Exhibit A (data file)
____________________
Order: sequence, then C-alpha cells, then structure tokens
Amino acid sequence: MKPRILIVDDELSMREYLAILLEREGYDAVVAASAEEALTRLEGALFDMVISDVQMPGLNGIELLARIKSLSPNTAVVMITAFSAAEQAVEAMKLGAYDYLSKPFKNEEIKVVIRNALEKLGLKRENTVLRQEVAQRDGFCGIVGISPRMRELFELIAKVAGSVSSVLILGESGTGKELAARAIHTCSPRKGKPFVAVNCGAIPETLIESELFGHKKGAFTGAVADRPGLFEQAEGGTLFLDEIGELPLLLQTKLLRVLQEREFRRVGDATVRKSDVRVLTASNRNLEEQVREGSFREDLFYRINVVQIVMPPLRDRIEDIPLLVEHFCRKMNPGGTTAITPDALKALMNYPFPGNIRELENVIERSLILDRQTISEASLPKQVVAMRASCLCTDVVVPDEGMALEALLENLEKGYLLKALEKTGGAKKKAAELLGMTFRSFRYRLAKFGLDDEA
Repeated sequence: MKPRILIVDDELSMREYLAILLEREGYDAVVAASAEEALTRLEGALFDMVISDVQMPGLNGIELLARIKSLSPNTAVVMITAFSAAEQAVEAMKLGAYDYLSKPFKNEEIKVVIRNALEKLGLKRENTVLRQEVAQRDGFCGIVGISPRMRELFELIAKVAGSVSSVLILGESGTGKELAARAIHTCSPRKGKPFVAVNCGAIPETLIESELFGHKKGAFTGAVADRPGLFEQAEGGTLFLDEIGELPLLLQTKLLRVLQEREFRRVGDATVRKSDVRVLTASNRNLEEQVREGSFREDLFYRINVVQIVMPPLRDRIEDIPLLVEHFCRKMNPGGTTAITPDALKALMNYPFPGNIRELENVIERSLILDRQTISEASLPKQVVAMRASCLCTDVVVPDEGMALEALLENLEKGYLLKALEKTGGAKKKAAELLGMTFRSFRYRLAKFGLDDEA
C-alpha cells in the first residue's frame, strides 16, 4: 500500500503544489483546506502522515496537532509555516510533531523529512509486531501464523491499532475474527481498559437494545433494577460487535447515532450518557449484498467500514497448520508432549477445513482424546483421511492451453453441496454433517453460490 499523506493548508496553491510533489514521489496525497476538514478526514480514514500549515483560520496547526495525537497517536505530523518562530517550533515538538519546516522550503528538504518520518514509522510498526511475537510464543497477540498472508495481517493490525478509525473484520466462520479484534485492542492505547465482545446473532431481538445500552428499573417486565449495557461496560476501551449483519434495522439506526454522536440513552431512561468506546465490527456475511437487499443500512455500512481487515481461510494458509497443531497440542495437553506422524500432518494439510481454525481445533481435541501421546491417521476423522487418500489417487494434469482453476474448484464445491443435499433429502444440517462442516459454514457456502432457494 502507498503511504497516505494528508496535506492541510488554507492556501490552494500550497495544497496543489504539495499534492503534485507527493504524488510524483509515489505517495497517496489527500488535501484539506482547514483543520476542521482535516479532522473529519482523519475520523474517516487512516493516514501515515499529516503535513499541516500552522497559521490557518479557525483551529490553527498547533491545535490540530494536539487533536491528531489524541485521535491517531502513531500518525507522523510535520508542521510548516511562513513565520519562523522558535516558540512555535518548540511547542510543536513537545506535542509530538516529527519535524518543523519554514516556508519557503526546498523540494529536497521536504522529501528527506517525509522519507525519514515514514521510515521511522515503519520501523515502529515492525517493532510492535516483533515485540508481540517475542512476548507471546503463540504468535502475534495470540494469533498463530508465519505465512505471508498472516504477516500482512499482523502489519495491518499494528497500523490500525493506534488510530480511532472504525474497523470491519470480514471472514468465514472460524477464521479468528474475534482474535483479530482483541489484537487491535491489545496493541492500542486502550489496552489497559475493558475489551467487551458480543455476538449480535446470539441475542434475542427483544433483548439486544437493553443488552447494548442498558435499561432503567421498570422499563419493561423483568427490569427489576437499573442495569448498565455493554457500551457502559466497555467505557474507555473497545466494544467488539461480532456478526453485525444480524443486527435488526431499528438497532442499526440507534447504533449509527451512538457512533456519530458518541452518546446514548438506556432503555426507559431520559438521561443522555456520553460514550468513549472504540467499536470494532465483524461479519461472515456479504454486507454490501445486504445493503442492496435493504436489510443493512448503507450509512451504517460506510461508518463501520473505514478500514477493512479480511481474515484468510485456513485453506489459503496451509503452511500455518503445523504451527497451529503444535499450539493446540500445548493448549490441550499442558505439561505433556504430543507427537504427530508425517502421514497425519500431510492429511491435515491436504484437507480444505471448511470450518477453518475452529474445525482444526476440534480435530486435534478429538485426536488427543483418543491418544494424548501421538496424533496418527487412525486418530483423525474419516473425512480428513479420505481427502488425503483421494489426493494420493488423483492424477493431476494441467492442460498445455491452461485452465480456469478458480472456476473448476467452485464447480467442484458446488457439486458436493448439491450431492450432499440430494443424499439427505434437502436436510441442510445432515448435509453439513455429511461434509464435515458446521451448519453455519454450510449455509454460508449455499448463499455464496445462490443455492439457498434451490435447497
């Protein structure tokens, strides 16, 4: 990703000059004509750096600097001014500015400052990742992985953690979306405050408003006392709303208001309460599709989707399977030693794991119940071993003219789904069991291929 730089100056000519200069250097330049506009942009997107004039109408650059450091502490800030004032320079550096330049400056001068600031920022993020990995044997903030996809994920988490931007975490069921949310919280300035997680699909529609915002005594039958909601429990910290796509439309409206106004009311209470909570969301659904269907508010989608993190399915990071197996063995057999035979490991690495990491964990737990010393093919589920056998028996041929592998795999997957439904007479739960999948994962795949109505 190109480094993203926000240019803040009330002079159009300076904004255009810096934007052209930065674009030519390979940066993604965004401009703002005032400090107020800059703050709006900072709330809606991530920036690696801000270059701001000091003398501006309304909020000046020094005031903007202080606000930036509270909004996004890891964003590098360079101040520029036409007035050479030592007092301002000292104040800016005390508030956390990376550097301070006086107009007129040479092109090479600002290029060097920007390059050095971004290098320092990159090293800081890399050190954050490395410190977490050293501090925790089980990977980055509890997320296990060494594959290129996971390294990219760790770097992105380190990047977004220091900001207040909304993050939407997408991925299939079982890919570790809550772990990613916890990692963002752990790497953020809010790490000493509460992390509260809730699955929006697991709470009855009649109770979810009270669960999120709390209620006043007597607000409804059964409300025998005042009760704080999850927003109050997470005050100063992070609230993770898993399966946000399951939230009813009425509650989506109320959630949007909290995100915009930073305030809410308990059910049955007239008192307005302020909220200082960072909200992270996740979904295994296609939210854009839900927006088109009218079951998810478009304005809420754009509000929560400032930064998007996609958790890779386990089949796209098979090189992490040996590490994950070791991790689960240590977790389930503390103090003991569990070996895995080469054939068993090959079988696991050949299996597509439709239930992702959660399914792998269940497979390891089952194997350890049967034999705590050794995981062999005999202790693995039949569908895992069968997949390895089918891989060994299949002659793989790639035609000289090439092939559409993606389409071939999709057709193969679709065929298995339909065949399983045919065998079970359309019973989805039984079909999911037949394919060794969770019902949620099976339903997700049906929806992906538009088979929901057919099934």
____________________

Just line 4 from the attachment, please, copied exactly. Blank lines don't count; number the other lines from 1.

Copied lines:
C-alpha cells in the first residue's frame, strides 16, 4: 500500500503544489483546506502522515496537532509555516510533531523529512509486531501464523491499532475474527481498559437494545433494577460487535447515532450518557449484498467500514497448520508432549477445513482424546483421511492451453453441496454433517453460490 499523506493548508496553491510533489514521489496525497476538514478526514480514514500549515483560520496547526495525537497517536505530523518562530517550533515538538519546516522550503528538504518520518514509522510498526511475537510464543497477540498472508495481517493490525478509525473484520466462520479484534485492542492505547465482545446473532431481538445500552428499573417486565449495557461496560476501551449483519434495522439506526454522536440513552431512561468506546465490527456475511437487499443500512455500512481487515481461510494458509497443531497440542495437553506422524500432518494439510481454525481445533481435541501421546491417521476423522487418500489417487494434469482453476474448484464445491443435499433429502444440517462442516459454514457456502432457494 502507498503511504497516505494528508496535506492541510488554507492556501490552494500550497495544497496543489504539495499534492503534485507527493504524488510524483509515489505517495497517496489527500488535501484539506482547514483543520476542521482535516479532522473529519482523519475520523474517516487512516493516514501515515499529516503535513499541516500552522497559521490557518479557525483551529490553527498547533491545535490540530494536539487533536491528531489524541485521535491517531502513531500518525507522523510535520508542521510548516511562513513565520519562523522558535516558540512555535518548540511547542510543536513537545506535542509530538516529527519535524518543523519554514516556508519557503526546498523540494529536497521536504522529501528527506517525509522519507525519514515514514521510515521511522515503519520501523515502529515492525517493532510492535516483533515485540508481540517475542512476548507471546503463540504468535502475534495470540494469533498463530508465519505465512505471508498472516504477516500482512499482523502489519495491518499494528497500523490500525493506534488510530480511532472504525474497523470491519470480514471472514468465514472460524477464521479468528474475534482474535483479530482483541489484537487491535491489545496493541492500542486502550489496552489497559475493558475489551467487551458480543455476538449480535446470539441475542434475542427483544433483548439486544437493553443488552447494548442498558435499561432503567421498570422499563419493561423483568427490569427489576437499573442495569448498565455493554457500551457502559466497555467505557474507555473497545466494544467488539461480532456478526453485525444480524443486527435488526431499528438497532442499526440507534447504533449509527451512538457512533456519530458518541452518546446514548438506556432503555426507559431520559438521561443522555456520553460514550468513549472504540467499536470494532465483524461479519461472515456479504454486507454490501445486504445493503442492496435493504436489510443493512448503507450509512451504517460506510461508518463501520473505514478500514477493512479480511481474515484468510485456513485453506489459503496451509503452511500455518503445523504451527497451529503444535499450539493446540500445548493448549490441550499442558505439561505433556504430543507427537504427530508425517502421514497425519500431510492429511491435515491436504484437507480444505471448511470450518477453518475452529474445525482444526476440534480435530486435534478429538485426536488427543483418543491418544494424548501421538496424533496418527487412525486418530483423525474419516473425512480428513479420505481427502488425503483421494489426493494420493488423483492424477493431476494441467492442460498445455491452461485452465480456469478458480472456476473448476467452485464447480467442484458446488457439486458436493448439491450431492450432499440430494443424499439427505434437502436436510441442510445432515448435509453439513455429511461434509464435515458446521451448519453455519454450510449455509454460508449455499448463499455464496445462490443455492439457498434451490435447497